Living Well with Chronic Illness: A Call for Public Action lays out a framework to guide the development and implementation of cross-cutting strategies that reduce the individual and societal burdens of chronic illness by helping people with chronic illnesses live well.
Key findings of the report include:
IOM does not recommend a specific set of illnesses on which to focus public health action. Instead, it identifies 9 “exemplar” conditions that are diverse yet have various factors in common, including significant effects on the nation's health and economy. The conditions are arthritis, cancer survivorship, chronic pain, dementia, depression, type 2 diabetes, posttraumatic disabling conditions, schizophrenia, and vision and hearing loss.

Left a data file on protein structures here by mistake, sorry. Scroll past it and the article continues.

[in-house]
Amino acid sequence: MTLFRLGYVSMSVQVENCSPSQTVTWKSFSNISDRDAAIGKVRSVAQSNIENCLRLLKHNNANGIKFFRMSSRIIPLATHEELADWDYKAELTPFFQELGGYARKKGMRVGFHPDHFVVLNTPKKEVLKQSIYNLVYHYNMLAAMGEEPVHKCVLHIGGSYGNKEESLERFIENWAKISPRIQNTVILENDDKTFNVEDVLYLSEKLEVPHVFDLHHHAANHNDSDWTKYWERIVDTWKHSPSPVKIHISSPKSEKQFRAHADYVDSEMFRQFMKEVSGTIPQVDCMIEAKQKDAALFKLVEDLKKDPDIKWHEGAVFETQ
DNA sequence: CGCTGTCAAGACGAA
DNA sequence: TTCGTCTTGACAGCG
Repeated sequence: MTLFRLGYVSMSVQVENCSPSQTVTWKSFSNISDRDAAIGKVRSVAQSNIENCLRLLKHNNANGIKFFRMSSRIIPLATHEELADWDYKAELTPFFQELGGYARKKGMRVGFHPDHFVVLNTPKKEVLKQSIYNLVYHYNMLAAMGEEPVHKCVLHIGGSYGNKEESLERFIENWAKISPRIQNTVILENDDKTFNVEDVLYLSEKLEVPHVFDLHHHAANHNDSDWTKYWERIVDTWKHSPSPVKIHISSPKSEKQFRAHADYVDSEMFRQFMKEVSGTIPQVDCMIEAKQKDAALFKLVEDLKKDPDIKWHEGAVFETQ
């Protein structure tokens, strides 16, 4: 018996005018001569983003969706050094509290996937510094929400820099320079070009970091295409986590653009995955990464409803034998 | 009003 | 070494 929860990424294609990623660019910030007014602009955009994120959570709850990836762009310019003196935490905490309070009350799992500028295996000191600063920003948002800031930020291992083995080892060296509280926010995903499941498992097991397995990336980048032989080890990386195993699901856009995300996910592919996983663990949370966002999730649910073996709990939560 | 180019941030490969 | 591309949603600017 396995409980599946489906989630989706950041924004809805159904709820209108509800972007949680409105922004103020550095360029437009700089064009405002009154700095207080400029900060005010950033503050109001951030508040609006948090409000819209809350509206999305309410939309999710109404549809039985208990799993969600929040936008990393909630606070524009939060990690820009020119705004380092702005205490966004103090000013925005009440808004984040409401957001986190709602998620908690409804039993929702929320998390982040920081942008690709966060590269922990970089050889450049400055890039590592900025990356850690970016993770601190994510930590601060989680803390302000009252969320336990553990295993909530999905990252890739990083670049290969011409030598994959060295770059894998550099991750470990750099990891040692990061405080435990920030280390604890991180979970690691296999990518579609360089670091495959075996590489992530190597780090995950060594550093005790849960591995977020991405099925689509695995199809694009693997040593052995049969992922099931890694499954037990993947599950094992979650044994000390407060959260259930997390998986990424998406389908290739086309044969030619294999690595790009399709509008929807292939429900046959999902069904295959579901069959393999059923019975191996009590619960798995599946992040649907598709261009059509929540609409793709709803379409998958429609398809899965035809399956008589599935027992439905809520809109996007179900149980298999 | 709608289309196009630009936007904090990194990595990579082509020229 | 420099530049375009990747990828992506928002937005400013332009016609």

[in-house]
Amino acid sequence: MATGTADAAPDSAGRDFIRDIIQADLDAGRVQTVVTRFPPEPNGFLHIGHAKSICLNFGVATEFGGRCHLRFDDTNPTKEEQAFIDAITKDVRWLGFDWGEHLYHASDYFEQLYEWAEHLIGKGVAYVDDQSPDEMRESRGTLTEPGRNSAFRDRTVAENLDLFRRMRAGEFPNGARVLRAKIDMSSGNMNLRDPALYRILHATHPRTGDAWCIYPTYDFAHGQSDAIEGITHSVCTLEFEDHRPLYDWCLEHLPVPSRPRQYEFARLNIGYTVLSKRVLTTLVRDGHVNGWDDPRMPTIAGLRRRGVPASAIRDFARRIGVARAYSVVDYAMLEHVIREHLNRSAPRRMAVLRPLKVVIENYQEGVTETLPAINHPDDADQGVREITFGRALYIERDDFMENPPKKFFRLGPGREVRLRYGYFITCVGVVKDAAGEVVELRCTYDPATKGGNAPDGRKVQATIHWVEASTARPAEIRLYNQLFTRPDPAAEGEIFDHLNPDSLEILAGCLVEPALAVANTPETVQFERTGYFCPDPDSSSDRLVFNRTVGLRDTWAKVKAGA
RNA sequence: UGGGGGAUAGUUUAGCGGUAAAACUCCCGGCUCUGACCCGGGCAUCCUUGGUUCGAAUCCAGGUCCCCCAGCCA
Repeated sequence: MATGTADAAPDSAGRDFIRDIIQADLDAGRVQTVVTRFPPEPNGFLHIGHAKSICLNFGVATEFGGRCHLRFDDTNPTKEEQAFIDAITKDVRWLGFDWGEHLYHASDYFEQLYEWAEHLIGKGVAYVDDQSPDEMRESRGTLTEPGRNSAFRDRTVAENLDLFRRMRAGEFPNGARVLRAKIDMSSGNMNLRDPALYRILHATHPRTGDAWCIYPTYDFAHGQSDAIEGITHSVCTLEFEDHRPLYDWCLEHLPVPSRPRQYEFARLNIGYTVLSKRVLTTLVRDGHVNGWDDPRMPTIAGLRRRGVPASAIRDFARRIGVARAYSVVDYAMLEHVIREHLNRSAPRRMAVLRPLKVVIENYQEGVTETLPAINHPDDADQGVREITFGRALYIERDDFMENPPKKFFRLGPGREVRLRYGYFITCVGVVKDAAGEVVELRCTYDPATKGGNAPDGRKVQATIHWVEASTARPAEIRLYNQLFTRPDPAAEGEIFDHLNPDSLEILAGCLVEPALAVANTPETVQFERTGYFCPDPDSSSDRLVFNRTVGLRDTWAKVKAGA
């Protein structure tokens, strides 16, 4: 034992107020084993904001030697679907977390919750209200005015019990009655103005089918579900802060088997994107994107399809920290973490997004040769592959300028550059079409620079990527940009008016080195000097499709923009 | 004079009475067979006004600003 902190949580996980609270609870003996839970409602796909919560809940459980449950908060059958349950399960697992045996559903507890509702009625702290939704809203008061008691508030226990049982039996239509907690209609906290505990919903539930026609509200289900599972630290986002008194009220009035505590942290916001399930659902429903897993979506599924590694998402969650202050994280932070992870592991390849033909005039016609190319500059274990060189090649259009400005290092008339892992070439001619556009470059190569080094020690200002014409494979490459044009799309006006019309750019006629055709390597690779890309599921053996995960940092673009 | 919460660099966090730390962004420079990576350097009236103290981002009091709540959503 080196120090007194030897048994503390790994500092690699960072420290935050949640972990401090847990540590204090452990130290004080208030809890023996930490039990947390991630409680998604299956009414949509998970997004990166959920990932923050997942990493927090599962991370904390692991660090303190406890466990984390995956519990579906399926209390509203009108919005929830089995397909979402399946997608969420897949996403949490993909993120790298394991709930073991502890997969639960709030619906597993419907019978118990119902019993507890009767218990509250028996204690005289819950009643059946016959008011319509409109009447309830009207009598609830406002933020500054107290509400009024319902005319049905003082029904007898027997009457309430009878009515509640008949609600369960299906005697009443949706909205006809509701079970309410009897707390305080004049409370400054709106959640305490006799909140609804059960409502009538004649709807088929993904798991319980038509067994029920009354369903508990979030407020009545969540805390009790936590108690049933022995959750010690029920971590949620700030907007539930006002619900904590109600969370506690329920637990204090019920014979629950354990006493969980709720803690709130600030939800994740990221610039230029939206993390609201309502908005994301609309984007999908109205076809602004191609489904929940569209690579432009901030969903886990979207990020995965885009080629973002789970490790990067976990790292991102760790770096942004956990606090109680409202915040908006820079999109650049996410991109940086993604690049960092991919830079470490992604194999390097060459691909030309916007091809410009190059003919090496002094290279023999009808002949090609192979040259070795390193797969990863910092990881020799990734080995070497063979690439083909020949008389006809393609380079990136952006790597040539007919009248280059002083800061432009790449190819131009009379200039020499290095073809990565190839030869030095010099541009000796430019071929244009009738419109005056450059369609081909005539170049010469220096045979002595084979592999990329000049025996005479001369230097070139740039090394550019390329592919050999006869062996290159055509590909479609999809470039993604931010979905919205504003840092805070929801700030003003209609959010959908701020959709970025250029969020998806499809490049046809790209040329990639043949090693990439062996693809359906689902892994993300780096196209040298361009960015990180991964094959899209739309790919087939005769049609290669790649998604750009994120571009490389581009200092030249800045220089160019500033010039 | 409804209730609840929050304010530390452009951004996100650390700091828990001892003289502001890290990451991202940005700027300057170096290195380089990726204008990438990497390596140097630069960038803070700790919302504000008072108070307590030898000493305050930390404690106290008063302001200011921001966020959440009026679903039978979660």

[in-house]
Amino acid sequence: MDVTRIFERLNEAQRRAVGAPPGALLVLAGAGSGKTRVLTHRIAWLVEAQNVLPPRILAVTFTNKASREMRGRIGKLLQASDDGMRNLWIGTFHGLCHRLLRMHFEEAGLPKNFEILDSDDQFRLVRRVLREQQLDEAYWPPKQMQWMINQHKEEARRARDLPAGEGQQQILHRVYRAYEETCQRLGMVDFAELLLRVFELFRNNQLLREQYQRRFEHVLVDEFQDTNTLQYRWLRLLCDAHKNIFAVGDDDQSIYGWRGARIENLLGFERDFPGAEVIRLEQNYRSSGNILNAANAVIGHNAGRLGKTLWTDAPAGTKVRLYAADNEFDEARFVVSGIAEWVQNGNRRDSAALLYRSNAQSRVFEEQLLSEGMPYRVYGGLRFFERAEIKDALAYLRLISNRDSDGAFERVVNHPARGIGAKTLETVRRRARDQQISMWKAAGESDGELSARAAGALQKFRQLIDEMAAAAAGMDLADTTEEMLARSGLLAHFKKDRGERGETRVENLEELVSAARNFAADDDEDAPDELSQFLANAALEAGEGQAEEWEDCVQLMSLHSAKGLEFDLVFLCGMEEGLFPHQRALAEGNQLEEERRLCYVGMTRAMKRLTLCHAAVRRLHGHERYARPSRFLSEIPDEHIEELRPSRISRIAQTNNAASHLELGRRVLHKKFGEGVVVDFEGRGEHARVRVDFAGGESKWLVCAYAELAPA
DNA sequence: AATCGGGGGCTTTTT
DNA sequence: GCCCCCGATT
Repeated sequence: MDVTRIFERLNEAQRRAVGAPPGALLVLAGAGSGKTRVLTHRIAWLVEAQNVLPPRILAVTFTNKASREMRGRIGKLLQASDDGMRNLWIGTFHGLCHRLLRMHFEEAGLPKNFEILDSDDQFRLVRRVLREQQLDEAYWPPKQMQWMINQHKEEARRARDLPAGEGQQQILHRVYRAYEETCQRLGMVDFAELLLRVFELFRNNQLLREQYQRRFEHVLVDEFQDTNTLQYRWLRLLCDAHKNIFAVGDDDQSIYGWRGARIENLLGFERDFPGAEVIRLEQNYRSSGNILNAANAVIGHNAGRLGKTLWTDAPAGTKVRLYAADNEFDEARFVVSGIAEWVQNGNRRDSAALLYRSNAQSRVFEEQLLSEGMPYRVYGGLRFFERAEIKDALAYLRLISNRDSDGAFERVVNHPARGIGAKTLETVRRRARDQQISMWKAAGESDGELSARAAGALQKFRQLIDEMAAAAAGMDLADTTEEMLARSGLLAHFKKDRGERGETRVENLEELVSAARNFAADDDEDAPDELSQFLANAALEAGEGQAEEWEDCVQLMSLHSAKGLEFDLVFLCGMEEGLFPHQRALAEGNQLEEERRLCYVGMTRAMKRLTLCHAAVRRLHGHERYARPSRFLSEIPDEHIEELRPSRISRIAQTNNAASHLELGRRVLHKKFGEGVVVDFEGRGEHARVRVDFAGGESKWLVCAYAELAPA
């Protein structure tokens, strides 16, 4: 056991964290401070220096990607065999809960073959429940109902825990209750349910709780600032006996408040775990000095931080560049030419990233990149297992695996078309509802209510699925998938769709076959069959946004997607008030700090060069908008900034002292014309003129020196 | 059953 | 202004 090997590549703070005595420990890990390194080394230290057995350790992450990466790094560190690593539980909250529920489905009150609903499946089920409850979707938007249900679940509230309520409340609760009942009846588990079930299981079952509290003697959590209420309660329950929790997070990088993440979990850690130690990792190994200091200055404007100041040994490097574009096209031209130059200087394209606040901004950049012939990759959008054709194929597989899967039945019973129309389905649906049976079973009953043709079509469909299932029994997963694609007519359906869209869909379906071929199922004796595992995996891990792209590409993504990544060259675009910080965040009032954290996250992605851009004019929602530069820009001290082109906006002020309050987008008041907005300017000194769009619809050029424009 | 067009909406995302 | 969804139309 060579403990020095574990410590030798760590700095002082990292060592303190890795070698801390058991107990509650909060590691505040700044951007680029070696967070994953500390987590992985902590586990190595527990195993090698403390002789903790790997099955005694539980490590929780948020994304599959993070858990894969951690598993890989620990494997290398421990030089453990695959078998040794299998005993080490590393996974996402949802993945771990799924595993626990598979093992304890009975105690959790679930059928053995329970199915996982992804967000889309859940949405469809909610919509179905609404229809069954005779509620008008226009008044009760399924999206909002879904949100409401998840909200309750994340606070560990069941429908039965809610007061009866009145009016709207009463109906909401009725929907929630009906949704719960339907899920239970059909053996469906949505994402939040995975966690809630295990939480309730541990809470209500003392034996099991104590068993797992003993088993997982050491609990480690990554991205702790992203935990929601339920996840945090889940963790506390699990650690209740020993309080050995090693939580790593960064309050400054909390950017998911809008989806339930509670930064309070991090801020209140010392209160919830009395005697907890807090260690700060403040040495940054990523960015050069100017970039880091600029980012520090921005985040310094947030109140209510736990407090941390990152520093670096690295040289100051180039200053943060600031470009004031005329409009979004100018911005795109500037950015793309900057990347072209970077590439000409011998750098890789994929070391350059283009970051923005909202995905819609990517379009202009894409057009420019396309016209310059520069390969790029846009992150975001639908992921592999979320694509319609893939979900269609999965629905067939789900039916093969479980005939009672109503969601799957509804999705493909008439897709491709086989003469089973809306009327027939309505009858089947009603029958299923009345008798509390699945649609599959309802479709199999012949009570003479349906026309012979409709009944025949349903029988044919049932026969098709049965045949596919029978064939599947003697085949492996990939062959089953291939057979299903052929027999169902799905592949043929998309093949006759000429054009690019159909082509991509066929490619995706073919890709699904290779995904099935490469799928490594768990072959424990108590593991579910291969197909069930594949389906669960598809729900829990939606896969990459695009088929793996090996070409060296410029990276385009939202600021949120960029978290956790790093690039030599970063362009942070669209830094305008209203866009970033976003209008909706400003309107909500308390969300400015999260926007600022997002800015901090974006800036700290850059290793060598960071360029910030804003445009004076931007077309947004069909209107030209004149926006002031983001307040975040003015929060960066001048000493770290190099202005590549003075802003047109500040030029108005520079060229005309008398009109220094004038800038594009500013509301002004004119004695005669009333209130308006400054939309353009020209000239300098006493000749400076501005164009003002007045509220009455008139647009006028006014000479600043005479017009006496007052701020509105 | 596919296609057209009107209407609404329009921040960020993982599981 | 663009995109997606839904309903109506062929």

Two education sessions at PT 2012 will address the management of chronic illness. The Role of Physical Therapists in Public Health: Prevention and Management of Chronic Disease and Disability will be held June 8, 1 pm-3pm. The Management of Older Individuals With Chronic Illness: A Case-based Approach will be held June 8, 3 pm-5 pm.